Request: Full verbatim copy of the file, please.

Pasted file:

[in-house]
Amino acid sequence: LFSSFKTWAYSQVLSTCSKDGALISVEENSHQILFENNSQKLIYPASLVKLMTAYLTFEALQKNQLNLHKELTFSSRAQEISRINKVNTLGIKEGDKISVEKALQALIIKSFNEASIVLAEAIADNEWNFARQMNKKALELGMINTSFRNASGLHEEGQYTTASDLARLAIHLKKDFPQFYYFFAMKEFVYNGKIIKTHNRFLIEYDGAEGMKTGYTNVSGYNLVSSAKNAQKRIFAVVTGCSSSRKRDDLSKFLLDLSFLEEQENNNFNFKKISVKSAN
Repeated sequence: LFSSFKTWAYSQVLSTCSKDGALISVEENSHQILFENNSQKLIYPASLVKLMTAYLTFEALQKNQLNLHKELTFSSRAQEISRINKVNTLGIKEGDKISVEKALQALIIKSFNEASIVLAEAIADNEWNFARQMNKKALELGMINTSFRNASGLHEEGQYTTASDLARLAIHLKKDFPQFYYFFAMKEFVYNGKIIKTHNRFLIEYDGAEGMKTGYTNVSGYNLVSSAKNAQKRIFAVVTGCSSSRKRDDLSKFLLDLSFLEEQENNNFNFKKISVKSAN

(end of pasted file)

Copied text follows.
[in-house]
Amino acid sequence: LFSSFKTWAYSQVLSTCSKDGALISVEENSHQILFENNSQKLIYPASLVKLMTAYLTFEALQKNQLNLHKELTFSSRAQEISRINKVNTLGIKEGDKISVEKALQALIIKSFNEASIVLAEAIADNEWNFARQMNKKALELGMINTSFRNASGLHEEGQYTTASDLARLAIHLKKDFPQFYYFFAMKEFVYNGKIIKTHNRFLIEYDGAEGMKTGYTNVSGYNLVSSAKNAQKRIFAVVTGCSSSRKRDDLSKFLLDLSFLEEQENNNFNFKKISVKSAN
Repeated sequence: LFSSFKTWAYSQVLSTCSKDGALISVEENSHQILFENNSQKLIYPASLVKLMTAYLTFEALQKNQLNLHKELTFSSRAQEISRINKVNTLGIKEGDKISVEKALQALIIKSFNEASIVLAEAIADNEWNFARQMNKKALELGMINTSFRNASGLHEEGQYTTASDLARLAIHLKKDFPQFYYFFAMKEFVYNGKIIKTHNRFLIEYDGAEGMKTGYTNVSGYNLVSSAKNAQKRIFAVVTGCSSSRKRDDLSKFLLDLSFLEEQENNNFNFKKISVKSAN